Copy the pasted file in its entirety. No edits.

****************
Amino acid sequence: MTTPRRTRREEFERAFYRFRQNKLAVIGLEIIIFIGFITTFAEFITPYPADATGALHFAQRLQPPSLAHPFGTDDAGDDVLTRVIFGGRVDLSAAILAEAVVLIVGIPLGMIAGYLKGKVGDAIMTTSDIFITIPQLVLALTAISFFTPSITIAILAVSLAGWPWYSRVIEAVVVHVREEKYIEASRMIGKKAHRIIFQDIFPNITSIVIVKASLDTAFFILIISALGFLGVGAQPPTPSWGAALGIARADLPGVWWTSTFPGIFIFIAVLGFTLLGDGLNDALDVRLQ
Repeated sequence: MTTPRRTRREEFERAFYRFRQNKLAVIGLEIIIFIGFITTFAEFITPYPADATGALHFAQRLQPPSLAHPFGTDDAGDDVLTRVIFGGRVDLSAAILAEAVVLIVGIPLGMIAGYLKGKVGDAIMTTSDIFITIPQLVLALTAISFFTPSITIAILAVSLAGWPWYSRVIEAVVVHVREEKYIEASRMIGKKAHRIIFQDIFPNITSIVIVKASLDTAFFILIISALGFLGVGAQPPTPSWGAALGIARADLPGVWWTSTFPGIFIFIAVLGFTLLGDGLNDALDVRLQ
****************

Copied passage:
Amino acid sequence: MTTPRRTRREEFERAFYRFRQNKLAVIGLEIIIFIGFITTFAEFITPYPADATGALHFAQRLQPPSLAHPFGTDDAGDDVLTRVIFGGRVDLSAAILAEAVVLIVGIPLGMIAGYLKGKVGDAIMTTSDIFITIPQLVLALTAISFFTPSITIAILAVSLAGWPWYSRVIEAVVVHVREEKYIEASRMIGKKAHRIIFQDIFPNITSIVIVKASLDTAFFILIISALGFLGVGAQPPTPSWGAALGIARADLPGVWWTSTFPGIFIFIAVLGFTLLGDGLNDALDVRLQ
Repeated sequence: MTTPRRTRREEFERAFYRFRQNKLAVIGLEIIIFIGFITTFAEFITPYPADATGALHFAQRLQPPSLAHPFGTDDAGDDVLTRVIFGGRVDLSAAILAEAVVLIVGIPLGMIAGYLKGKVGDAIMTTSDIFITIPQLVLALTAISFFTPSITIAILAVSLAGWPWYSRVIEAVVVHVREEKYIEASRMIGKKAHRIIFQDIFPNITSIVIVKASLDTAFFILIISALGFLGVGAQPPTPSWGAALGIARADLPGVWWTSTFPGIFIFIAVLGFTLLGDGLNDALDVRLQ